Reducing E&O Exposures: What Agents Need to Know

By Amy O' Connor | November 1, 2010

Data Breach, Privacy Claims and Certificates of Insurance Costly Exposures for Agents

Insurance agents who fail to keep up with ever-changing legislation, regulations, policies and forms are opening themselves up to costly insurance errors and omissions (E&O) claims, and even the loss of an agent’s insurance license in some extreme cases, according to experts and insurance educators.

Certificates of Insurance

The fastest-growing area of E&O claims exposure involves certificates of insurance, which many agents and employees find confusing and frustrating.

Bill Wilson, associate vice president of Education & Research for the Independent Insurance Agents & Brokers of America and director of Big “I” Virtual University, has worked for many years educating insurance agents on certificates of insurance, including launching an online course about it through the Big “I’s” Virtual University and writing white papers. Despite the many resources focused on certificates of insurance, there is still a huge gap of knowledge on this subject, according to Wilson.

“Getting the information to the people in the trenches, the ones issuing the certificates, has been very frustrating,” says Wilson. “Every day I get questions from agents who haven’t read anything about certificates.”

A certificate of insurance is historically a summary representation of what the basic policy provides. But because companies ask for all kinds of information on these certificates, that has created a huge E&O exposure. The result is what the certificate contains may not reflect what the policy actually covers, according to Wilson.

That’s a big problem. According to Wilson, 15 percent of commercial E&O claims in the last four years have had to do with certificates of insurance and additional insured requests.

To compound the problem, ACORD has made significant changes to its certificate of insurance forms that agents can’t afford to ignore.

Chris Burand, founder and owner of Burand & Associates, based in Pueblo, Colo., believes the new forms make it even more important for agents to focus on certificates.

“Things are going to get tougher so agents need to pay more attention to it,” Burand said. “Agents need to have better procedures, better education and be more diligent than they may have been in the past.”

According to Burand, agents are typically given one year to begin using the new forms and those who use the old ones after that year are left open to claims.

“The E&O exposure for ignoring it is phenomenal,” says Burand. “Agents also have a greater exposure depending on which aspect they violate. They could be violating copyright law, violating insurance code, and changing the wording on policy forms.”

Wilson says the most significant change on the ACORD form is the removal of the cancellation provision, which was done in September 2009. He says this change was pushed by regulators and certain states and will be eventually required nationwide.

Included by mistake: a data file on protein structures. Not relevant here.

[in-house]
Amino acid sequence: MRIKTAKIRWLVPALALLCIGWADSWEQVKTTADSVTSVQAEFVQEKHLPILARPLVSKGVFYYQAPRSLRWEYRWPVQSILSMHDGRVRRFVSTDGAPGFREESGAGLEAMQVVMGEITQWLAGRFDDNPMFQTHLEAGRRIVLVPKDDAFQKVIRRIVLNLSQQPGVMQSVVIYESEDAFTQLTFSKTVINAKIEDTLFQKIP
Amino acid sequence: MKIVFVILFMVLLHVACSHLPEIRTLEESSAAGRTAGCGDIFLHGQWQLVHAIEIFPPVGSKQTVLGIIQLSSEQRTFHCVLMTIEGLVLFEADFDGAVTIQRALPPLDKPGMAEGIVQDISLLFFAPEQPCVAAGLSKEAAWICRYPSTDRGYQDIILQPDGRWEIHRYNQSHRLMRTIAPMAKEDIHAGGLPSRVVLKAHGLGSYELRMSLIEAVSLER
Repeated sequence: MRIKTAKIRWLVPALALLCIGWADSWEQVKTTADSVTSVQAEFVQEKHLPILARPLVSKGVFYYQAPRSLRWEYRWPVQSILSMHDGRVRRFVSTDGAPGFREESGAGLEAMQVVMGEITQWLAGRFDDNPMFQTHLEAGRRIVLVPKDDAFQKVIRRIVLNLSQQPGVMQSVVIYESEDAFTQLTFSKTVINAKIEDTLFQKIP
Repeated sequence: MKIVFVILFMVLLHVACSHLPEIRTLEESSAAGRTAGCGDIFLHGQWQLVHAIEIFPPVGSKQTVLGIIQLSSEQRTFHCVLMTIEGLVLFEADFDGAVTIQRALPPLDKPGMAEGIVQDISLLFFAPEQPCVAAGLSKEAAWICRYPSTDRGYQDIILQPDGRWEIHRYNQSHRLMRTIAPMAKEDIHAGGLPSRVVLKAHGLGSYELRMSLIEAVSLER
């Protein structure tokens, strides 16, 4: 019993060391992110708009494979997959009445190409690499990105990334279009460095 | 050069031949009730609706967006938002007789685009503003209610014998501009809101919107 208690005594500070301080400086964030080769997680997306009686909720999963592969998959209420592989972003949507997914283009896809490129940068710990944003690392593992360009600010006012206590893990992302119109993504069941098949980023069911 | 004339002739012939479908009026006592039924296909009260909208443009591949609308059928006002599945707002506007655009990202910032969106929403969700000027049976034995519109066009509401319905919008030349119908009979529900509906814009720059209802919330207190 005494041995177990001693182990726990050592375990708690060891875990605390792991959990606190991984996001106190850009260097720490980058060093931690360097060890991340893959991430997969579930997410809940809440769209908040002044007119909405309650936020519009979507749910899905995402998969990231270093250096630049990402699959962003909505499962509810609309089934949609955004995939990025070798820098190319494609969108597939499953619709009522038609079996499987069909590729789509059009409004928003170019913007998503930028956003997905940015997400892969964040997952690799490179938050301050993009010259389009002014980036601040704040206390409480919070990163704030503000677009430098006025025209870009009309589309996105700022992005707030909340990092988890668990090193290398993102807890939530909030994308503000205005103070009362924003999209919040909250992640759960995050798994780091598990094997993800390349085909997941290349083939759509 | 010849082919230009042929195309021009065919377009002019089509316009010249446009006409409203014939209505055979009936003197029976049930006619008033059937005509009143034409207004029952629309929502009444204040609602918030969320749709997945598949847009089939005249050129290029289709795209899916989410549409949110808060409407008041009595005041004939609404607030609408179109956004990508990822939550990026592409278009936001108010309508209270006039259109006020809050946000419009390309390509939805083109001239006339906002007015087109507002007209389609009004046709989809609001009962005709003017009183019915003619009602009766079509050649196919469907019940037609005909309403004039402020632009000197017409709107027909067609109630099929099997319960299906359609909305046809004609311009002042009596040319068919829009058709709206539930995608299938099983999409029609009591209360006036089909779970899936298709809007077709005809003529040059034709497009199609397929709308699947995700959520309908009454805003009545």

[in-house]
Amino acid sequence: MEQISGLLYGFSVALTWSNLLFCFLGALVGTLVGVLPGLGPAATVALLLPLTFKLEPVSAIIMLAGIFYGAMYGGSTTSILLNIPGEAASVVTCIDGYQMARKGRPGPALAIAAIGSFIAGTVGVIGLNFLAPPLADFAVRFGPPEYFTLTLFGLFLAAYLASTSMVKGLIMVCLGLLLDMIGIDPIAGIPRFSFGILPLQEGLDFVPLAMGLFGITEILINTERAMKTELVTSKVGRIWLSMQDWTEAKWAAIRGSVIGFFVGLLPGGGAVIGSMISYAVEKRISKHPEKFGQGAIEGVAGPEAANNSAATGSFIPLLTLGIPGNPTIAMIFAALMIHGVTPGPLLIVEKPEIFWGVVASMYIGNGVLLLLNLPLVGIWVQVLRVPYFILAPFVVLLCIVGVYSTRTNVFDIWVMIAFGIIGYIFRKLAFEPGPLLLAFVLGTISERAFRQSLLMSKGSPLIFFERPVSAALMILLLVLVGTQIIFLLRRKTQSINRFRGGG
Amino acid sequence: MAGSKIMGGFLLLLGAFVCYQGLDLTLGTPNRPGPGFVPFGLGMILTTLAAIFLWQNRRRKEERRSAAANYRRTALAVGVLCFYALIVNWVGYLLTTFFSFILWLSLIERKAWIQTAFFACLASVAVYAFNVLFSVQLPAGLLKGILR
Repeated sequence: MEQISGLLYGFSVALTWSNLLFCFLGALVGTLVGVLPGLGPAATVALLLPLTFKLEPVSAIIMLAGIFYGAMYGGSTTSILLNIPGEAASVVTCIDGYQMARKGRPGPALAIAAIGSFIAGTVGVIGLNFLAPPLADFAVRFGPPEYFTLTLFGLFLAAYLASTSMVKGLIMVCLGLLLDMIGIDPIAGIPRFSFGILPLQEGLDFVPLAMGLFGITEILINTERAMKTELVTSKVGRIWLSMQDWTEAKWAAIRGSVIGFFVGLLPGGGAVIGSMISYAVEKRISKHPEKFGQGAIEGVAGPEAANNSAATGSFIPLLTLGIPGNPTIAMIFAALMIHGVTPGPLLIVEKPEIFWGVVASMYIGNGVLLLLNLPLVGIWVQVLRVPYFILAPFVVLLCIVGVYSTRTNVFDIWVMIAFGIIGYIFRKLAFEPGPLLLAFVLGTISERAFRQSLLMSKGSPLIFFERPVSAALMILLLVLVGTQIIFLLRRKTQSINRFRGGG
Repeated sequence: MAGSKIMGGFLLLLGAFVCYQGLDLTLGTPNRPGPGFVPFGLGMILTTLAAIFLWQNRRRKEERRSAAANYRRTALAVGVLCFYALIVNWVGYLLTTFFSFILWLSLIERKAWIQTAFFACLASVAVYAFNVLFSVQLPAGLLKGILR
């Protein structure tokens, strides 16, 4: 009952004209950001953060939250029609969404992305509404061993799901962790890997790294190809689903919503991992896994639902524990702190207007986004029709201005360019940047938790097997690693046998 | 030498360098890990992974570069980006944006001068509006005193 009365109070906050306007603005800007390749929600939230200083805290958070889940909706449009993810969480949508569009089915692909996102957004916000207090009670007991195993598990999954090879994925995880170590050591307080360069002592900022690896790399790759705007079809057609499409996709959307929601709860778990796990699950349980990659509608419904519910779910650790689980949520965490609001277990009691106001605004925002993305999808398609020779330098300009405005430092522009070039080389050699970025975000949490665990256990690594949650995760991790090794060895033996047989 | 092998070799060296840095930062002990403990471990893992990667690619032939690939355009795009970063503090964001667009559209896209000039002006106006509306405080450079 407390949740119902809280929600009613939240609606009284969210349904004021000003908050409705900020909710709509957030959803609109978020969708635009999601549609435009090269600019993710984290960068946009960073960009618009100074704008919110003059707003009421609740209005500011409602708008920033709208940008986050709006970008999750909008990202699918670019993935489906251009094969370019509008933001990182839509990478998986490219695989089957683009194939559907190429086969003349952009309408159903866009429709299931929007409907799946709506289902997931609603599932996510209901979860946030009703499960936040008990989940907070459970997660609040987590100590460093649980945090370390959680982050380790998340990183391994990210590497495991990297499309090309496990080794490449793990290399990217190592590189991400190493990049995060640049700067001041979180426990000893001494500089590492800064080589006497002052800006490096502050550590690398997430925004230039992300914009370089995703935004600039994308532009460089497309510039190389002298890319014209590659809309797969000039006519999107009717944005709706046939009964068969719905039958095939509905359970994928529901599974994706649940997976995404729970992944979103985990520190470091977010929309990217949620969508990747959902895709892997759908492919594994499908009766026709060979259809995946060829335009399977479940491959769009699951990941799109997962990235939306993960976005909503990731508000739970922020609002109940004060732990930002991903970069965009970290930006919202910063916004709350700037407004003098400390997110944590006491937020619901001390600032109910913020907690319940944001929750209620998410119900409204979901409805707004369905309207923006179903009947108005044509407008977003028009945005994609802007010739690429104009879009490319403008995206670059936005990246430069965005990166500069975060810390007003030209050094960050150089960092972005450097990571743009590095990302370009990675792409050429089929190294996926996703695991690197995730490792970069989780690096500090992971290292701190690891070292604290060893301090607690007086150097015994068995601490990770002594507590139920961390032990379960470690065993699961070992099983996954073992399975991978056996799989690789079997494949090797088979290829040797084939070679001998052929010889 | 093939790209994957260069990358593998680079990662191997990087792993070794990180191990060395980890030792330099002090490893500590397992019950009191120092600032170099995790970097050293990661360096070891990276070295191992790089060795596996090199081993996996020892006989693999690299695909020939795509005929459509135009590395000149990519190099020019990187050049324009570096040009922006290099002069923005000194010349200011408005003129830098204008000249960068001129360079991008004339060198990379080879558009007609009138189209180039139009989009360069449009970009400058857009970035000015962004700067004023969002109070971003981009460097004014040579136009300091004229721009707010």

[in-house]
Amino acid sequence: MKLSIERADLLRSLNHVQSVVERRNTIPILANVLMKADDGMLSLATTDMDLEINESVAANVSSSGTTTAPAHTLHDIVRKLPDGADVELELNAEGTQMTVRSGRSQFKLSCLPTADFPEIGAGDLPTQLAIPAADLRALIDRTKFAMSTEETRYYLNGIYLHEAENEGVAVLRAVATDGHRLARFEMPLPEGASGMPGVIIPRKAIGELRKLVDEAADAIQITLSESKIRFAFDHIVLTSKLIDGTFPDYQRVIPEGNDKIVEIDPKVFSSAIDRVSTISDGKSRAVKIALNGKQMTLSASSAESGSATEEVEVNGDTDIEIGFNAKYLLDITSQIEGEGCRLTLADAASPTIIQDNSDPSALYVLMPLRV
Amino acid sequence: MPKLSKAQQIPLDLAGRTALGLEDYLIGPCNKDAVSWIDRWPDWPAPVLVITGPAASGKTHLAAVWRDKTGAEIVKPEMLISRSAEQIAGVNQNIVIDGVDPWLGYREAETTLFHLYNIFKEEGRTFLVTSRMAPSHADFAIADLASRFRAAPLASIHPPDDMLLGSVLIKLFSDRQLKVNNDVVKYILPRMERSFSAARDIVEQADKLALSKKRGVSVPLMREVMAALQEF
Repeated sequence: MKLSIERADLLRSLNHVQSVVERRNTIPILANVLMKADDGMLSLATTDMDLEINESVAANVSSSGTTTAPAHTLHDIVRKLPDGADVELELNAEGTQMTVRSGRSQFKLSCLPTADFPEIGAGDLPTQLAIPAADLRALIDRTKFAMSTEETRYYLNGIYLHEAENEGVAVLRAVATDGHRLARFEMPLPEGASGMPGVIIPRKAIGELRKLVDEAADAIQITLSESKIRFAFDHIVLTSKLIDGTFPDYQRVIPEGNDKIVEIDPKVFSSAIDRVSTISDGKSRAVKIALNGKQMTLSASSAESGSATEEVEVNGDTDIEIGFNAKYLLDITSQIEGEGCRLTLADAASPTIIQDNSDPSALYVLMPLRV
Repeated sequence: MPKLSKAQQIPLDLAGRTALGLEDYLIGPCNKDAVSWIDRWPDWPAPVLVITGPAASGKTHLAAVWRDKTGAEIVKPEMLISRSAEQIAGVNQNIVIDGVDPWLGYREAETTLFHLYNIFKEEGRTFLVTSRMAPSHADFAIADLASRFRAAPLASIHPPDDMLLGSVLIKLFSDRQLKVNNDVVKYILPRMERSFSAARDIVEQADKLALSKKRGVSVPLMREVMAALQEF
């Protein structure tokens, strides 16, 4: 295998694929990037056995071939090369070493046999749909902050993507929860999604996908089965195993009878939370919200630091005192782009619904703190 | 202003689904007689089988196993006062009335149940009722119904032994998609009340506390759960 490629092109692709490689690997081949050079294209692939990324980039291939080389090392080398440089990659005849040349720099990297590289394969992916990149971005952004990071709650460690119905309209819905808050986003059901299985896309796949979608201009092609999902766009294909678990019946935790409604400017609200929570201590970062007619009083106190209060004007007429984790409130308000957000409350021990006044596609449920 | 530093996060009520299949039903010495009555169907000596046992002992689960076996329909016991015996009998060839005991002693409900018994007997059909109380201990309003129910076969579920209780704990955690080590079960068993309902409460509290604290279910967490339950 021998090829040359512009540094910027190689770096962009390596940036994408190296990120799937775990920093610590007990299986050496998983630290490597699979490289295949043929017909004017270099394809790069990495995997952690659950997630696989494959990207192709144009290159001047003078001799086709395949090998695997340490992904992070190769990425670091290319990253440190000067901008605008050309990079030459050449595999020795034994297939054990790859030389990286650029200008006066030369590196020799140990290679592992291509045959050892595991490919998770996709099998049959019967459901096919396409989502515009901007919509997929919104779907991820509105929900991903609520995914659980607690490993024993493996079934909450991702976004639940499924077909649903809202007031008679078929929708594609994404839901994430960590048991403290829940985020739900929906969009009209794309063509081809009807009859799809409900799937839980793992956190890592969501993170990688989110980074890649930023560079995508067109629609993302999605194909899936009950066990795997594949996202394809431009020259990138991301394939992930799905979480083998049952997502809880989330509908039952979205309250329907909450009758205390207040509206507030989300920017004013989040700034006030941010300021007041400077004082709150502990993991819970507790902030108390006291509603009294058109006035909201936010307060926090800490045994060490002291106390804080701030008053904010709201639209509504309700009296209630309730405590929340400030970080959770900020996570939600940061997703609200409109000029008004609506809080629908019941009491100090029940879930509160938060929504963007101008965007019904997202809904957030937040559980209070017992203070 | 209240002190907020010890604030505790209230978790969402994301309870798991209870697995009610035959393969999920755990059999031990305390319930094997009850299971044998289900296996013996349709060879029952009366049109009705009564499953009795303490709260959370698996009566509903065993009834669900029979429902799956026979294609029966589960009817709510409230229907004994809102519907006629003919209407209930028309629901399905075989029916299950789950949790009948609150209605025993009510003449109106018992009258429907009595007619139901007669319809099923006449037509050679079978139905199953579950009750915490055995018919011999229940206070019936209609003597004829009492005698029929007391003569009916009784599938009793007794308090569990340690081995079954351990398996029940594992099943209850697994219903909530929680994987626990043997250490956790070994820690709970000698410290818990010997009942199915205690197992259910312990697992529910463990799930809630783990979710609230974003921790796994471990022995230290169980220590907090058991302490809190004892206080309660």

New Opportunities and Exposures

Certificates are not the only worry.

Technology has brought about new exposures for insureds and new business opportunities for agents, but at the same time it has resulted in new and sometimes hidden E&O exposures for agents who regularly handle a lot of personal information on clients.

Sabrena Sally, senior vice president and head of U.S. agents for Swiss Re’s Property and Casualty Division, says that while her company has not seen any data breach or privacy claims against agencies yet, the company is keeping an eye on this. Sally says agencies put themselves at risk when they offer online quoting or any interactive portal that accepts personal information.

“There seems to be a lack of awareness of the exposure and I say that because nine times out of 10 when an agency does online quoting, they don’t have security for these transactions,” says Sally. “It’s a great way to do business but agents could be collecting information that is personally identifiable information and there may be no security on their site.”

According to Sally, at least 47 states have laws about how companies must store personal data and insurance agencies must comply with these.

Swiss Re is also watching how recent federal legislation is changing the health care landscape. “Like everyone, we are keeping an eye on what the changes on health insurance might bring to the table for insurance agencies and what it might bring to their E&O exposures, but it is still up in the air,” said Sally.

With the economy the way it is, all businesses and agents are vulnerable to lawsuits. According to Wilson, this means that now more than ever agents must understand the markets they write.

“One thing I have noticed is a lot of agents trying to write accounts that are beyond their expertise,” he says. “I get a lot of agents asking me ‘how should I write this thing?’ and I tell agents if you aren’t comfortable that you understand the business then let it go. It’s not worth it from an E&O standpoint despite the commission.”

About Amy O' Connor

O'Connor is associate editor of MyNewMarkets.com. More from Amy O' Connor

From This Issue

Insurance Journal West November 1, 2010
November 1, 2010
Insurance Journal West Magazine

Focus on Professional Liability/PLUS; Habitational/Dwellings; Agents E&O Survey

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